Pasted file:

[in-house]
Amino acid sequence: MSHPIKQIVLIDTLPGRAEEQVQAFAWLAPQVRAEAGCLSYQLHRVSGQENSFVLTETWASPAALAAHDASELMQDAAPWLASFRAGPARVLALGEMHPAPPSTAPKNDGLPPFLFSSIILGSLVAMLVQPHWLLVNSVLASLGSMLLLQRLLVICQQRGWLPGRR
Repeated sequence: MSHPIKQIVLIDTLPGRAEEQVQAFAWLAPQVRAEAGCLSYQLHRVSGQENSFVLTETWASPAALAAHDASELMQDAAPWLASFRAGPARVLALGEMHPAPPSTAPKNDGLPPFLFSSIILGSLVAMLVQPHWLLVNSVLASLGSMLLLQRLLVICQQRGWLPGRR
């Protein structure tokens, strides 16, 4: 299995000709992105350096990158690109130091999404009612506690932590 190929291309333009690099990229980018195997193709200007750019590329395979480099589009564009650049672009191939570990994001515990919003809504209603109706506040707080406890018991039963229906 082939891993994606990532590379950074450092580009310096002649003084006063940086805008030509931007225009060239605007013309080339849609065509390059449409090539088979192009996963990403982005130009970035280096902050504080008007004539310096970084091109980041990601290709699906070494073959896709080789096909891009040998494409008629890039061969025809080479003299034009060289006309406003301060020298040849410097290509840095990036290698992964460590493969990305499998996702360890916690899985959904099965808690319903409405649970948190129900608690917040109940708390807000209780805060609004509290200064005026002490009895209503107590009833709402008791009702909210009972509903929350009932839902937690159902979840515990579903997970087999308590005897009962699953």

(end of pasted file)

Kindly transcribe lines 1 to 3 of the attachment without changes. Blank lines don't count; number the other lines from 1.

[in-house]
Amino acid sequence: MSHPIKQIVLIDTLPGRAEEQVQAFAWLAPQVRAEAGCLSYQLHRVSGQENSFVLTETWASPAALAAHDASELMQDAAPWLASFRAGPARVLALGEMHPAPPSTAPKNDGLPPFLFSSIILGSLVAMLVQPHWLLVNSVLASLGSMLLLQRLLVICQQRGWLPGRR
Repeated sequence: MSHPIKQIVLIDTLPGRAEEQVQAFAWLAPQVRAEAGCLSYQLHRVSGQENSFVLTETWASPAALAAHDASELMQDAAPWLASFRAGPARVLALGEMHPAPPSTAPKNDGLPPFLFSSIILGSLVAMLVQPHWLLVNSVLASLGSMLLLQRLLVICQQRGWLPGRR